BEST PRACTICE #2 FOR PROPER USE OF CRIMINAL BACKGROUND CHECKS IN HIRING
Last month we shared with you the first in a 15-part series interpreting a recent paper published by representatives from the National H.I.R.E. Network, the Lawyers’ Committee for Civil Rights Under Law and the National Workrights Institute for staying within the lines of the 2012 EEOC guidance on the use of criminal history checks in the course of background screening
Today we continue our recommendations based on their publication, called Best Practice Standards: The Proper Use of Criminal Records in Hiring, with a look at point #2:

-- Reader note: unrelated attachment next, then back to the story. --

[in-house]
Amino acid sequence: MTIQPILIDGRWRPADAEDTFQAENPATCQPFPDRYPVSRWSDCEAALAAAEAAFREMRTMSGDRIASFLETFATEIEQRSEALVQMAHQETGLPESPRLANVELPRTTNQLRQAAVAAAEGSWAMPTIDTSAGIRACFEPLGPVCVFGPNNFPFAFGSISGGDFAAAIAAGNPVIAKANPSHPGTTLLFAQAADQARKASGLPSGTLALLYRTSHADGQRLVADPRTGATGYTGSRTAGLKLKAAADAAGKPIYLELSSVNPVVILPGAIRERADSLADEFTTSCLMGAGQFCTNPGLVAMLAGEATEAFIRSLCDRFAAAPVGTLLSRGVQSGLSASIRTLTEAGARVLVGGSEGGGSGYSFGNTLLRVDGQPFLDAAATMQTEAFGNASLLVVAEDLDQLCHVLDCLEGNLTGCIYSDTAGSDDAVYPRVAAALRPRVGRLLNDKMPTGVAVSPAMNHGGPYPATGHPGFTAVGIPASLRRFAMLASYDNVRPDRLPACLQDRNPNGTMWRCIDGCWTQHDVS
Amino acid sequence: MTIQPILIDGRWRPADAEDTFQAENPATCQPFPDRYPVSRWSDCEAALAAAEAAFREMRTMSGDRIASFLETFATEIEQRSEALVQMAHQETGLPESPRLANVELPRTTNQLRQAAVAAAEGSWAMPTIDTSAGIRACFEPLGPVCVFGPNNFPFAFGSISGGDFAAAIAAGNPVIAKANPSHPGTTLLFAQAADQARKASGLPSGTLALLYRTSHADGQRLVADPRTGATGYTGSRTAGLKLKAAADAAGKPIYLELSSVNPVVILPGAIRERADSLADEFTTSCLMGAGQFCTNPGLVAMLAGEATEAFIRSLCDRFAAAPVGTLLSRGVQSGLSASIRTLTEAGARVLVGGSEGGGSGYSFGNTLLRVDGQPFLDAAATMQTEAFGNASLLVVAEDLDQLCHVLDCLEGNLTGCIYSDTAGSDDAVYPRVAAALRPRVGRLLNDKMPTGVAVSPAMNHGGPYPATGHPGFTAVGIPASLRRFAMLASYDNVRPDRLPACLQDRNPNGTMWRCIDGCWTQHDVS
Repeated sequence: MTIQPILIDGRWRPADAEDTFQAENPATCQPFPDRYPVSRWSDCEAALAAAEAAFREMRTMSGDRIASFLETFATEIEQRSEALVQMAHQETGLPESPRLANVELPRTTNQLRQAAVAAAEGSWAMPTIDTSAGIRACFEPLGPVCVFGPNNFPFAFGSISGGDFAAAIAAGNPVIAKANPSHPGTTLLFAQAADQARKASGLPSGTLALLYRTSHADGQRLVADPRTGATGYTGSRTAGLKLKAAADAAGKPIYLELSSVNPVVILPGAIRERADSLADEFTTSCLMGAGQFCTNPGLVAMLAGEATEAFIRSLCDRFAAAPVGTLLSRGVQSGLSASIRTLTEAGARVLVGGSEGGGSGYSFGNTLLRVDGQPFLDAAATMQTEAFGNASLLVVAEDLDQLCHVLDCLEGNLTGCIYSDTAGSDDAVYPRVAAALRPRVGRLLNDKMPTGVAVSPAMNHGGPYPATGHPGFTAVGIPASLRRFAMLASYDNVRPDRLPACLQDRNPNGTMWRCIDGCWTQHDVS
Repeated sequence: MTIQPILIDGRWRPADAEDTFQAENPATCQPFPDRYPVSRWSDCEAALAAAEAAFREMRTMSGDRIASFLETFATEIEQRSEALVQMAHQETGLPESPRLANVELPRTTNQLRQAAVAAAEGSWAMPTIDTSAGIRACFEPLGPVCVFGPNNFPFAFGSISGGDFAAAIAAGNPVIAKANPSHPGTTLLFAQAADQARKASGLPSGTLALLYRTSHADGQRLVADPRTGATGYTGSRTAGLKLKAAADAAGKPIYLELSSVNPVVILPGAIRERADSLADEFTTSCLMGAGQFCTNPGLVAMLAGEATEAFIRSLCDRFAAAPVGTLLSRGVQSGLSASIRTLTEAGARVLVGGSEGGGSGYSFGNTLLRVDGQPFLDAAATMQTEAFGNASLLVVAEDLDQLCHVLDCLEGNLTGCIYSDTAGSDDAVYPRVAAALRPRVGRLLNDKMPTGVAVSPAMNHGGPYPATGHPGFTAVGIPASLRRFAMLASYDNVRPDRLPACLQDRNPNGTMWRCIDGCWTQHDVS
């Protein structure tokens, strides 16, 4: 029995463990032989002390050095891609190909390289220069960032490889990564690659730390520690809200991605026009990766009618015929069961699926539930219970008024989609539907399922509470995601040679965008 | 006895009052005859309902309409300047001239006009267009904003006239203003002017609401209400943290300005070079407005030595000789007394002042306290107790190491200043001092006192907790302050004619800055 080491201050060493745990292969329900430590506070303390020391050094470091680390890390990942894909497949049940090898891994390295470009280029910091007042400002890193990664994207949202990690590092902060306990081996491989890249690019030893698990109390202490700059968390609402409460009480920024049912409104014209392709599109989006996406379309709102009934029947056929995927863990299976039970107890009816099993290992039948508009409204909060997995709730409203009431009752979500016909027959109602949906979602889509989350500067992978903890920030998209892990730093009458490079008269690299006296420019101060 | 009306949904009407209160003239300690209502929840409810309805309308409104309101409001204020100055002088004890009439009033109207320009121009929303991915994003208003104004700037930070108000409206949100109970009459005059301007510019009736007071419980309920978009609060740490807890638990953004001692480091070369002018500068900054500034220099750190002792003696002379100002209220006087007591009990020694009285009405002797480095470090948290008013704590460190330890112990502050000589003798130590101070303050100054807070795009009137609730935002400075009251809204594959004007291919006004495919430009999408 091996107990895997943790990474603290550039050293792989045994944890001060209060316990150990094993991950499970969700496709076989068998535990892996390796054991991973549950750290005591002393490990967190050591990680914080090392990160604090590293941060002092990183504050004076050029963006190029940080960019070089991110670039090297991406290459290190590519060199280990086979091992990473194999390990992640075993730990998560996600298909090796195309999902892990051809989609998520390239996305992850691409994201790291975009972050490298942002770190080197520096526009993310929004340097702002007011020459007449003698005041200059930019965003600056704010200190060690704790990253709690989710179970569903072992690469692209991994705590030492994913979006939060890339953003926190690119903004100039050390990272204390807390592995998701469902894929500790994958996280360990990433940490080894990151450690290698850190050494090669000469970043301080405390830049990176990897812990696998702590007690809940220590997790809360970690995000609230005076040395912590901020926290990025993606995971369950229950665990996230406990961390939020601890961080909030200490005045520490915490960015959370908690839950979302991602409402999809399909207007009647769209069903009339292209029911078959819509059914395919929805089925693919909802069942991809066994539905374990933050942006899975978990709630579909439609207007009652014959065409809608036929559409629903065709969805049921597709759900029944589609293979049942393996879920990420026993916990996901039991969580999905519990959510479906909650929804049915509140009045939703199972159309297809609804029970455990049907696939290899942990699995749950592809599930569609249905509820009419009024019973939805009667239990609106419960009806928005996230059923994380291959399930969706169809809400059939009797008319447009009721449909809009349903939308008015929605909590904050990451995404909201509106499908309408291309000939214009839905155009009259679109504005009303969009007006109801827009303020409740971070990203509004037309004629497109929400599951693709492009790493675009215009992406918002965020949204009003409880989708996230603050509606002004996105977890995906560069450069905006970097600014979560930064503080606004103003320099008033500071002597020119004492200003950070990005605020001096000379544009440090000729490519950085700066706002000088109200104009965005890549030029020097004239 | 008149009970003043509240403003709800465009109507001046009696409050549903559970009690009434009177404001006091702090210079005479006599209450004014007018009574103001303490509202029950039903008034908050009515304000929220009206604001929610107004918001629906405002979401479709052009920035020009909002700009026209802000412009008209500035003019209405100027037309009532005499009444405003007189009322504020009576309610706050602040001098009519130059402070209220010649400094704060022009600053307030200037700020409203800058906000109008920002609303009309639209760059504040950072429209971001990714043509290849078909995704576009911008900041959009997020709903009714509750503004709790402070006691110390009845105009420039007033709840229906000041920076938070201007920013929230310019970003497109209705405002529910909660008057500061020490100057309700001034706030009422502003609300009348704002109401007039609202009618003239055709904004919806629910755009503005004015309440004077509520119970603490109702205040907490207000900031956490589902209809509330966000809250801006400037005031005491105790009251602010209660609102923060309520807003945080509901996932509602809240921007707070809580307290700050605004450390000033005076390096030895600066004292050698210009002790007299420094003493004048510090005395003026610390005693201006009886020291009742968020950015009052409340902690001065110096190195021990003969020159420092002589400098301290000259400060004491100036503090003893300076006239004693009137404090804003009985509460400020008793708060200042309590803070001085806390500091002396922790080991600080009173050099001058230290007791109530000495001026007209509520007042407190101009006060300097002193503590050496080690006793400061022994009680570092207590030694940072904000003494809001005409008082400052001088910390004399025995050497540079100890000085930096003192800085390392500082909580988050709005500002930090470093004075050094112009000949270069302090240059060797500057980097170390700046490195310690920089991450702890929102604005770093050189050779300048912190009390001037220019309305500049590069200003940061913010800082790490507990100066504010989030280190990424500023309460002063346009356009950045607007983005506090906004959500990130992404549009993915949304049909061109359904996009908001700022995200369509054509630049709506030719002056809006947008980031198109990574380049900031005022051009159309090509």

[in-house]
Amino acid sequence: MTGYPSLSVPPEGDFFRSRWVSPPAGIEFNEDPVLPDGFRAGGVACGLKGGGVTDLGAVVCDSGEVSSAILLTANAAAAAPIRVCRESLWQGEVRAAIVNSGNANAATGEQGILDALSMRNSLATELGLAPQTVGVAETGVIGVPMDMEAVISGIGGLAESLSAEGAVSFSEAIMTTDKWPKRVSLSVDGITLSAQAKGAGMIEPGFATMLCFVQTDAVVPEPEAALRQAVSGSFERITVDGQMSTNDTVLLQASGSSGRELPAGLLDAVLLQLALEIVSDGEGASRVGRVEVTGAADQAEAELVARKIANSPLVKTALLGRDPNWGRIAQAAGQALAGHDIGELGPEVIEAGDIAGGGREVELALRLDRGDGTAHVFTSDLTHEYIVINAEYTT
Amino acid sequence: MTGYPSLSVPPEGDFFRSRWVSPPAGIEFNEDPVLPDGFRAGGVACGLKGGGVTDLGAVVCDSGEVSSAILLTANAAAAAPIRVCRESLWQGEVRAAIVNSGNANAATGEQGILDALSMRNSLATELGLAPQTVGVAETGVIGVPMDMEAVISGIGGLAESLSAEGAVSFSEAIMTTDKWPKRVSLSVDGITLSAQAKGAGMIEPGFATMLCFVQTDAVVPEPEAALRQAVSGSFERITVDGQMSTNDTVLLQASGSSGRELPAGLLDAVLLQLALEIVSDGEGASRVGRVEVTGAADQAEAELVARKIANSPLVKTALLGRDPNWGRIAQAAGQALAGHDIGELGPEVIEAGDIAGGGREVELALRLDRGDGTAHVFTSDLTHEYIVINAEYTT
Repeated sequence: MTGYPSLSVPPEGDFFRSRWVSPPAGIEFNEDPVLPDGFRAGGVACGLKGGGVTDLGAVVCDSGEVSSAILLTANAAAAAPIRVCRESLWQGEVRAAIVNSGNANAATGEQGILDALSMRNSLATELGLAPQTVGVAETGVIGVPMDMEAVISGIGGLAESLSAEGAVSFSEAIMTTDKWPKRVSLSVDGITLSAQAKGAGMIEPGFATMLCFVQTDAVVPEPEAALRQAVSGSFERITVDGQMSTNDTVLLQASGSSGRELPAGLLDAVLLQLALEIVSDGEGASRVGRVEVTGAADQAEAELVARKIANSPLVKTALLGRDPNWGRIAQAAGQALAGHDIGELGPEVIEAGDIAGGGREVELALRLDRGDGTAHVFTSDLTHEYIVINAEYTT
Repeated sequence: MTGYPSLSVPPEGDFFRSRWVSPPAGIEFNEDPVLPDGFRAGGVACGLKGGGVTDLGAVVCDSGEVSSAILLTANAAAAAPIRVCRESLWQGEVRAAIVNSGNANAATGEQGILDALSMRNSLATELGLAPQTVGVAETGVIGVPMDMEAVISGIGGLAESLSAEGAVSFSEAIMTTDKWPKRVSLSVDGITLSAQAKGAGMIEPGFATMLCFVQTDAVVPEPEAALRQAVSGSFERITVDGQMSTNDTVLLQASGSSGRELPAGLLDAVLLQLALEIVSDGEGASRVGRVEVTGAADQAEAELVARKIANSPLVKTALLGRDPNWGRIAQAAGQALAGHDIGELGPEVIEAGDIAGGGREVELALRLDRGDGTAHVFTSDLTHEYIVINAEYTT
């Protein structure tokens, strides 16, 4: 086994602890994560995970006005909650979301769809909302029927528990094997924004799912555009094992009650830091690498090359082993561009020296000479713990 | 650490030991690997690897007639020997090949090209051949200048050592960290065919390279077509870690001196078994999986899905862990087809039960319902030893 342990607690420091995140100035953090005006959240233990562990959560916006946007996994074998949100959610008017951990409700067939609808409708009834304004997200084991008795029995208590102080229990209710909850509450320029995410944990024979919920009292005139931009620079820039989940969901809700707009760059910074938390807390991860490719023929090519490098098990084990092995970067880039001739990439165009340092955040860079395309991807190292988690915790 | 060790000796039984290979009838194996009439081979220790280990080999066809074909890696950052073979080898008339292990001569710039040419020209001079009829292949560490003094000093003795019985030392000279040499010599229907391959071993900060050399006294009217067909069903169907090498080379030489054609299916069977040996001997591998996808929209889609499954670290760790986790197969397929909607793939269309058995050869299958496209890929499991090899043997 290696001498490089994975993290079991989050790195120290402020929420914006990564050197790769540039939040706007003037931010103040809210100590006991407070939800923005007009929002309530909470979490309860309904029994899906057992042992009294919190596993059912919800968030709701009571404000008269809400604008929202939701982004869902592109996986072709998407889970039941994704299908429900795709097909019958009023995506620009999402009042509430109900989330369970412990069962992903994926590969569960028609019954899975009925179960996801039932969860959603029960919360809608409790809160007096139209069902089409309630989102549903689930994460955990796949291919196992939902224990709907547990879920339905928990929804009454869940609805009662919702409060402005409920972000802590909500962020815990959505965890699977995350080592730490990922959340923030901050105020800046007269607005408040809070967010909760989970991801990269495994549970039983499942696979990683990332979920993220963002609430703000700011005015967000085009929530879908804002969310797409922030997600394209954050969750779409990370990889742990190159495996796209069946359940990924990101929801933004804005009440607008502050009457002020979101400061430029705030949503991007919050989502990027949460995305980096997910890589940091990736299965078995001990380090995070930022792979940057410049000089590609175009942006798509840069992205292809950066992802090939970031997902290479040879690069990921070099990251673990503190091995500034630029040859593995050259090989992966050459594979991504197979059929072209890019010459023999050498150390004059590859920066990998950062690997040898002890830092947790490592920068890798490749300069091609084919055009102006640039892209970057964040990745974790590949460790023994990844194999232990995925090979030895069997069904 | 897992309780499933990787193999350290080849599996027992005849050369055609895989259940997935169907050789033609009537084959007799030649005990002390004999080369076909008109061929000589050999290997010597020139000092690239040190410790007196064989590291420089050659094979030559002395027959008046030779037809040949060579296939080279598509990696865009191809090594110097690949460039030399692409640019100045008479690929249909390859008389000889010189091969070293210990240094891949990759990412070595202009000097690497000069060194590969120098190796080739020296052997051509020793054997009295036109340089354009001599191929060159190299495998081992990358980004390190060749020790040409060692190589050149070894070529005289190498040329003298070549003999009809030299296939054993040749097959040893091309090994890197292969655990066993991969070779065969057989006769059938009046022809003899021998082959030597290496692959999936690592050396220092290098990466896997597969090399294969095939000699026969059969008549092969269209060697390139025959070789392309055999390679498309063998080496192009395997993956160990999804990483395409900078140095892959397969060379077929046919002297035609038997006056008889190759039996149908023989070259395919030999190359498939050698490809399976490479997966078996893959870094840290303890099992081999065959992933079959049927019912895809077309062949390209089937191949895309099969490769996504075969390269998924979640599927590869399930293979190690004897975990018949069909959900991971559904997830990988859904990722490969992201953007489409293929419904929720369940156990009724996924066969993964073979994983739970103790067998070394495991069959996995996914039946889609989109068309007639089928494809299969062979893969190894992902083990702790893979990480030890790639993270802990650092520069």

CONSIDER ONLY CONVICTIONS THAT ARE RELEVANT TO THE JOB IN QUESTION
Although it would make sense for any employer to be concerned about a previous conviction or convictions, the test is whether a previous conviction has anything to do with the job for which the candidate is applying.
For example, if a candidate has a previous conviction for theft, it would be perfectly acceptable to take that conviction into consideration if the candidate will be handling the company cash drawer! On the other hand, if the candidate has a previous conviction for, let’s say, public intoxication, the likelihood of that candidate stealing from the prospective employer is no greater than any other candidate doing the same thing. Therefore, the conviction for PI shouldn’t be a factor in making a hiring decision.
The advice we at Barada Associates always offer is to look at each candidate in a holistic way. A criminal court check is just one part of the process. A court check is an important part of the process, but it seldom is the only factor to be taken into consideration.